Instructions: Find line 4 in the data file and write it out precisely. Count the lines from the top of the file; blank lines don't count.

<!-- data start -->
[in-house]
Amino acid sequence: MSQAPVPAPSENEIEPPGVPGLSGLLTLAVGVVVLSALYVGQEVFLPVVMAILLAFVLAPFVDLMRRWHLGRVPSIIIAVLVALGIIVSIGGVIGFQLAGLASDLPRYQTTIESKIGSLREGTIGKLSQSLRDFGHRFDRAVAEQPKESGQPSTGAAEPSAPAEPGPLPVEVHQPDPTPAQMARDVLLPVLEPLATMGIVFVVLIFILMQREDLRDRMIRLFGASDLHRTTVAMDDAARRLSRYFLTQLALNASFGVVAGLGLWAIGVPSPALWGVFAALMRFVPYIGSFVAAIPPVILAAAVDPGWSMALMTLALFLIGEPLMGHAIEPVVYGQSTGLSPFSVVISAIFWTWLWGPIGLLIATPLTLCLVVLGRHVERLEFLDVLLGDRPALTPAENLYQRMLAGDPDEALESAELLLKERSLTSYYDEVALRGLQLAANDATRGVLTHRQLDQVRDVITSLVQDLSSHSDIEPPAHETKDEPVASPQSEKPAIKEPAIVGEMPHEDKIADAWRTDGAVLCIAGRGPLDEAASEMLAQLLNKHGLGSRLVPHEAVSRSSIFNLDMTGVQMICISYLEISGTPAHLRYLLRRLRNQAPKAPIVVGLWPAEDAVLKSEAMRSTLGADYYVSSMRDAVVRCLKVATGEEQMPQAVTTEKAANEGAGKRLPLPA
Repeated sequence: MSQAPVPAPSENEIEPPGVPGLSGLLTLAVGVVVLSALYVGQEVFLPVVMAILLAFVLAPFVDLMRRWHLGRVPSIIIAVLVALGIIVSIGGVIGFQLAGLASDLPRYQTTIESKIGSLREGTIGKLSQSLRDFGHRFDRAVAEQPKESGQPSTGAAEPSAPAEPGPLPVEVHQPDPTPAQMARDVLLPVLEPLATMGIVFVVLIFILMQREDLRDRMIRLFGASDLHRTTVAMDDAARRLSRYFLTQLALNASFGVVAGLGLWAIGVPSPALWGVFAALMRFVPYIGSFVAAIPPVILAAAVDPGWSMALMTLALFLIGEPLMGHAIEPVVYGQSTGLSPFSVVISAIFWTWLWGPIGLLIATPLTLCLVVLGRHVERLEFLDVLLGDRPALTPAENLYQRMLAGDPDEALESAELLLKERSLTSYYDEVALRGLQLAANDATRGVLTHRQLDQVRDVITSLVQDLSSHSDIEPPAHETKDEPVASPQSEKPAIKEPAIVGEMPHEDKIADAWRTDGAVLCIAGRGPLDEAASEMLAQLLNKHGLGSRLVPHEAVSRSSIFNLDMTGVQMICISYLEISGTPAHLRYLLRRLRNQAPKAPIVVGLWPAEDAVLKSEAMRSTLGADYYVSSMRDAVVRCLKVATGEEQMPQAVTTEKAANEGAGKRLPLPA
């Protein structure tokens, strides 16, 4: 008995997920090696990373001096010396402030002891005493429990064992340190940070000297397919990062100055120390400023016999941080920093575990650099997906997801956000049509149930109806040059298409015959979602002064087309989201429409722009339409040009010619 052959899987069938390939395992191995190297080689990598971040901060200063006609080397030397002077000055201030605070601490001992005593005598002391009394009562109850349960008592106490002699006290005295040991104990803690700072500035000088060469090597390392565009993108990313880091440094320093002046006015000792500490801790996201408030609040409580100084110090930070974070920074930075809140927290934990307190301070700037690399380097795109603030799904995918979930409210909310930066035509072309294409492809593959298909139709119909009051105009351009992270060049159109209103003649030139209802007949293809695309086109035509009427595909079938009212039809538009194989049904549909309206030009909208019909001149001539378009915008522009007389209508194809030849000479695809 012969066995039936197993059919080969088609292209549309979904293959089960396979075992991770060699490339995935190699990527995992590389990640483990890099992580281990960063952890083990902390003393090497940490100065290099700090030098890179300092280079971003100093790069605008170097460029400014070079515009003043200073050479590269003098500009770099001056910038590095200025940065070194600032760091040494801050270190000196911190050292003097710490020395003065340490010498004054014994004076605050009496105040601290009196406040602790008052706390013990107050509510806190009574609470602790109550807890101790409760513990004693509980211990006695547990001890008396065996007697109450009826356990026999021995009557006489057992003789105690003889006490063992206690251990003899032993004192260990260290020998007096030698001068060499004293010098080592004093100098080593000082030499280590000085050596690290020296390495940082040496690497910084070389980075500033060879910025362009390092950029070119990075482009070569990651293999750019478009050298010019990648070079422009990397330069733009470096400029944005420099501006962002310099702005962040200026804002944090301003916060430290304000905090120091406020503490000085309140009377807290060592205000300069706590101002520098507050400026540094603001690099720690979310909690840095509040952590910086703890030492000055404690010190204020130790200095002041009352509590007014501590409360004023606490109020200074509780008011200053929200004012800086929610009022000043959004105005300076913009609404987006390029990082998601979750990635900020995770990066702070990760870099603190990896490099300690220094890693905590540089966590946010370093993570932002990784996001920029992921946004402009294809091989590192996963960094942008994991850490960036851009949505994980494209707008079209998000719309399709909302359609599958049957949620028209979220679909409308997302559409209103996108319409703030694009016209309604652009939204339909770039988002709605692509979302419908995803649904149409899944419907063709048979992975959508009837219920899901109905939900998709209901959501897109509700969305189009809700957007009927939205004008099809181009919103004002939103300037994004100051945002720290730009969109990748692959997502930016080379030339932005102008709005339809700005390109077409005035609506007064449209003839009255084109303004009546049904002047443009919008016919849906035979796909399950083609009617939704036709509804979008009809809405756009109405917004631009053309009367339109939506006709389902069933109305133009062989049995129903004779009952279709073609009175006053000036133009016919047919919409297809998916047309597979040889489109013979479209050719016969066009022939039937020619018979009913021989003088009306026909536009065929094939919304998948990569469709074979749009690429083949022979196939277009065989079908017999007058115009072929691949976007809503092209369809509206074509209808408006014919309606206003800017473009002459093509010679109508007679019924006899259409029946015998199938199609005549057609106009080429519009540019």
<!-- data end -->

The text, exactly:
């Protein structure tokens, strides 16, 4: 008995997920090696990373001096010396402030002891005493429990064992340190940070000297397919990062100055120390400023016999941080920093575990650099997906997801956000049509149930109806040059298409015959979602002064087309989201429409722009339409040009010619 052959899987069938390939395992191995190297080689990598971040901060200063006609080397030397002077000055201030605070601490001992005593005598002391009394009562109850349960008592106490002699006290005295040991104990803690700072500035000088060469090597390392565009993108990313880091440094320093002046006015000792500490801790996201408030609040409580100084110090930070974070920074930075809140927290934990307190301070700037690399380097795109603030799904995918979930409210909310930066035509072309294409492809593959298909139709119909009051105009351009992270060049159109209103003649030139209802007949293809695309086109035509009427595909079938009212039809538009194989049904549909309206030009909208019909001149001539378009915008522009007389209508194809030849000479695809 012969066995039936197993059919080969088609292209549309979904293959089960396979075992991770060699490339995935190699990527995992590389990640483990890099992580281990960063952890083990902390003393090497940490100065290099700090030098890179300092280079971003100093790069605008170097460029400014070079515009003043200073050479590269003098500009770099001056910038590095200025940065070194600032760091040494801050270190000196911190050292003097710490020395003065340490010498004054014994004076605050009496105040601290009196406040602790008052706390013990107050509510806190009574609470602790109550807890101790409760513990004693509980211990006695547990001890008396065996007697109450009826356990026999021995009557006489057992003789105690003889006490063992206690251990003899032993004192260990260290020998007096030698001068060499004293010098080592004093100098080593000082030499280590000085050596690290020296390495940082040496690497910084070389980075500033060879910025362009390092950029070119990075482009070569990651293999750019478009050298010019990648070079422009990397330069733009470096400029944005420099501006962002310099702005962040200026804002944090301003916060430290304000905090120091406020503490000085309140009377807290060592205000300069706590101002520098507050400026540094603001690099720690979310909690840095509040952590910086703890030492000055404690010190204020130790200095002041009352509590007014501590409360004023606490109020200074509780008011200053929200004012800086929610009022000043959004105005300076913009609404987006390029990082998601979750990635900020995770990066702070990760870099603190990896490099300690220094890693905590540089966590946010370093993570932002990784996001920029992921946004402009294809091989590192996963960094942008994991850490960036851009949505994980494209707008079209998000719309399709909302359609599958049957949620028209979220679909409308997302559409209103996108319409703030694009016209309604652009939204339909770039988002709605692509979302419908995803649904149409899944419907063709048979992975959508009837219920899901109905939900998709209901959501897109509700969305189009809700957007009927939205004008099809181009919103004002939103300037994004100051945002720290730009969109990748692959997502930016080379030339932005102008709005339809700005390109077409005035609506007064449209003839009255084109303004009546049904002047443009919008016919849906035979796909399950083609009617939704036709509804979008009809809405756009109405917004631009053309009367339109939506006709389902069933109305133009062989049995129903004779009952279709073609009175006053000036133009016919047919919409297809998916047309597979040889489109013979479209050719016969066009022939039937020619018979009913021989003088009306026909536009065929094939919304998948990569469709074979749009690429083949022979196939277009065989079908017999007058115009072929691949976007809503092209369809509206074509209808408006014919309606206003800017473009002459093509010679109508007679019924006899259409029946015998199938199609005549057609106009080429519009540019």